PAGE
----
# [R] Compare two normal to one normal

Charles C. Berry ccberry at ucsd.edu
Wed Sep 23 22:27:51 CEST 2015

```On Tue, 22 Sep 2015, John Sorkin wrote:

> Charles,

> I am not sure the answer to me question, given a dataset, how can one
> compare the fit of a model of the fits the data to a mixture of two
> normal distributions to the fit of a model that uses a single normal
> distribution, can be based on the glm model you suggest.

Well you *did* ask how to calculate the log-likelihood of a fitted normal
density, didn't you? That is what I responded to. You can check that
result longhand as sum( dnorm( y, y.mean, y.std , log=TRUE ) ) and get the
same result (as long as you used ML estimates of the mean and standard
deviation).

>
>
> I have used normalmixEM to fit the data to a mixture of two normal
> curves. The model estimates four (perhaps five) parameters: mu1, sd^2 1,
> mu2, sd^2, (and perhaps lambda, the mixing proportion. The mixing
> proportion may not need to be estimated, it may be determined once once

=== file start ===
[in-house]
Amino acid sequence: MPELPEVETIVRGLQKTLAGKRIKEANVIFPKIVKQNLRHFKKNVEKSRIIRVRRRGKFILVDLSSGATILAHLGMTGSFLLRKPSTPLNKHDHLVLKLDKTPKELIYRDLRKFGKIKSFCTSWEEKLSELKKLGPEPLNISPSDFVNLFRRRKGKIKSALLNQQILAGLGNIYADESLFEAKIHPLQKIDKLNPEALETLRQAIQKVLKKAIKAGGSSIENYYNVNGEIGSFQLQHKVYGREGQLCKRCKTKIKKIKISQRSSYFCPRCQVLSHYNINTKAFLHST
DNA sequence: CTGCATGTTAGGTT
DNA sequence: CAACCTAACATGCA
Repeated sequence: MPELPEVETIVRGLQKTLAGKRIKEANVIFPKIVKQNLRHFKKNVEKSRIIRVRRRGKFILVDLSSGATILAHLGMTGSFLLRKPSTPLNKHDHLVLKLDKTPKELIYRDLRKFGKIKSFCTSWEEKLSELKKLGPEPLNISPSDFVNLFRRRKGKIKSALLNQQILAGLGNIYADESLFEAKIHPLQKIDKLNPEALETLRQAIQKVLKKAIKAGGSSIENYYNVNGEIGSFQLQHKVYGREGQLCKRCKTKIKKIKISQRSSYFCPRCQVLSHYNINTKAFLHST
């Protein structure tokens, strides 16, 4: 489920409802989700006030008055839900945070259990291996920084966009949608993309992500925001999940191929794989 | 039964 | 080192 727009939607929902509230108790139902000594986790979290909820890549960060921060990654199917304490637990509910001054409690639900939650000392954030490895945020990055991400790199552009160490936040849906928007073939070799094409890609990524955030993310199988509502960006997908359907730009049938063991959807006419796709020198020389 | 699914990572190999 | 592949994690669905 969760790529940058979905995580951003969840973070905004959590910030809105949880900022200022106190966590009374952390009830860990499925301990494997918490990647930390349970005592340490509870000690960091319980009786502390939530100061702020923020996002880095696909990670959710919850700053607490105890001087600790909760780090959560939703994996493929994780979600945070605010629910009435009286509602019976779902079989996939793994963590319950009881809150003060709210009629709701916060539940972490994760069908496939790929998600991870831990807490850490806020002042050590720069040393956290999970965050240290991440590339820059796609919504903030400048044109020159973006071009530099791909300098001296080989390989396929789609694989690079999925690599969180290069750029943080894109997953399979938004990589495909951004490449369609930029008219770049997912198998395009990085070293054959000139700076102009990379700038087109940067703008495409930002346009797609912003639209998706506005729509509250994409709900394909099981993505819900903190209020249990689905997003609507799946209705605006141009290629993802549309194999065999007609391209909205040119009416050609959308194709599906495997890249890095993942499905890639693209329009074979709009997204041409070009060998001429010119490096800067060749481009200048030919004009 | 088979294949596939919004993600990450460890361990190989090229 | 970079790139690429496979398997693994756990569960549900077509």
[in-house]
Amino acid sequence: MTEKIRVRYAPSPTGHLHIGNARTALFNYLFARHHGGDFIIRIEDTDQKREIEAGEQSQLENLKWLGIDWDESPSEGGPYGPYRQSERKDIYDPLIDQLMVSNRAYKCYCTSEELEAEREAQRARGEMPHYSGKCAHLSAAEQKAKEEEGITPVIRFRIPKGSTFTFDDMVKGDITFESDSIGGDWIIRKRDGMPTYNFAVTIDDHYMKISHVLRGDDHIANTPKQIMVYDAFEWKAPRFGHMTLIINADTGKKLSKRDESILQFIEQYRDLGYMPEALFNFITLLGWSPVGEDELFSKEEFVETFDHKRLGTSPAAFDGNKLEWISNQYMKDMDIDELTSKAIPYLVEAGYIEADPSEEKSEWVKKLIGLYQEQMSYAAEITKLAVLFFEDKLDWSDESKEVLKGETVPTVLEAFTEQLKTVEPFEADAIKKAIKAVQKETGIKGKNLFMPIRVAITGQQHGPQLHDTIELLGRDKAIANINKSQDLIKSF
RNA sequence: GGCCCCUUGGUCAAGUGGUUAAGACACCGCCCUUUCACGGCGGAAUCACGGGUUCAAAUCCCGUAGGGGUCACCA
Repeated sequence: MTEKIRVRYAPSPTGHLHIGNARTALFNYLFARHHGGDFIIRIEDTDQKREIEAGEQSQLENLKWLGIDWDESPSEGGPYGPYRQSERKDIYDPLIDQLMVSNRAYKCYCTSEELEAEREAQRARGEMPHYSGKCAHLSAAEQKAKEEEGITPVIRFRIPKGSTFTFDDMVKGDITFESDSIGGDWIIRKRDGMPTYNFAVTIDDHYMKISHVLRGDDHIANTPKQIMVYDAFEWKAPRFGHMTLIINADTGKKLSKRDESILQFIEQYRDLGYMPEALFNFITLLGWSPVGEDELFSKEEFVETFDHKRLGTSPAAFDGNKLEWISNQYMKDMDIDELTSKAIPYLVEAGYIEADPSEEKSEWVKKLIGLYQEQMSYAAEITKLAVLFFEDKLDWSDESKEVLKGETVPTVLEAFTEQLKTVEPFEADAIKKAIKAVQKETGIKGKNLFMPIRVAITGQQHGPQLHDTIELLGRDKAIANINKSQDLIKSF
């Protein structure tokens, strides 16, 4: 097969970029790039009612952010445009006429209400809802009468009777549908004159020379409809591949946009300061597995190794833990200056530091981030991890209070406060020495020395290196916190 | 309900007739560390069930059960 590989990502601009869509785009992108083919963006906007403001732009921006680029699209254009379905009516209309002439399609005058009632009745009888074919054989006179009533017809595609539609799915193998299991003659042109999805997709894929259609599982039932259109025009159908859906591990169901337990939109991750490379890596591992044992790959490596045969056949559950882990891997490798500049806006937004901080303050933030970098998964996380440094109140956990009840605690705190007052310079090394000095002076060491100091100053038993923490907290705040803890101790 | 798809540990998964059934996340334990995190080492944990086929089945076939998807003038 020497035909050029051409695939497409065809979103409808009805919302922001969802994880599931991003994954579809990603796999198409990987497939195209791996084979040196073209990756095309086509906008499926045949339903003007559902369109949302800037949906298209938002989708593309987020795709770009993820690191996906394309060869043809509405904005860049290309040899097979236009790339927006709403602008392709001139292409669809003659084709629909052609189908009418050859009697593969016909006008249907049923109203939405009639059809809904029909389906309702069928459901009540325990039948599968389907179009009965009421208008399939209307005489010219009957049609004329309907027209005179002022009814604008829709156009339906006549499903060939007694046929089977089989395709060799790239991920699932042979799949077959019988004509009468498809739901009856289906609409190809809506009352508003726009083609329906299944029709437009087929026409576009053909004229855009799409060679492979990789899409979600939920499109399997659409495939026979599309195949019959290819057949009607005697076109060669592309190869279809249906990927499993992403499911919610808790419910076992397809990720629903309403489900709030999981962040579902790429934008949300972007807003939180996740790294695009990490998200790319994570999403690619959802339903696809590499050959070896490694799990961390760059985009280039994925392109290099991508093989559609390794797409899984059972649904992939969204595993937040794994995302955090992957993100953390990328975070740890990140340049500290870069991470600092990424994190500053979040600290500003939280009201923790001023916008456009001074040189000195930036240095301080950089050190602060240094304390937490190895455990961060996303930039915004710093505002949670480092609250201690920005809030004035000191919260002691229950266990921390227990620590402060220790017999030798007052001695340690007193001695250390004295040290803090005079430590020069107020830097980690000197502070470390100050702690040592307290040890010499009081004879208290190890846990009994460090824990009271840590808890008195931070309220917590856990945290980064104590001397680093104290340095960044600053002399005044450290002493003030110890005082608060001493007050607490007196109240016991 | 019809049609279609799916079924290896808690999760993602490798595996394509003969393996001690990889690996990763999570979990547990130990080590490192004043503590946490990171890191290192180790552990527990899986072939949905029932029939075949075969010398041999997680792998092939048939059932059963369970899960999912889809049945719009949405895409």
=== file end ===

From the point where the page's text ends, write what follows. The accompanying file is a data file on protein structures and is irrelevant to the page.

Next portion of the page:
> specifies mu1, sd^2 1, mu2, and sd^2.) Your model fits the data to a
> model that contains only the mean, and estimates 2 parameters mu0 and
> sd0^2.  I am not sure that your model and mine can be considered to be
> nested. If I am correct I can't compare the log likelihood values from
> the two models. I may be wrong. If I am, I should be able to perform a
> log likelihood test with 2 (or 3, I am not sure which) DFs. Are you
> suggesting the models are nested? If so, should I use 3 or 2 DFs?

As Rolf points out there is a literature on such tests (and Googling 'test
finite mixture' covers much of it).

Do you really want a test? If you merely want to pick a winner from two
candidate models there are other procedures. k-fold crossvalidation
of the loglikelihood ratio statistic seems like an easy, natural approach.

HTH,

Chuck

```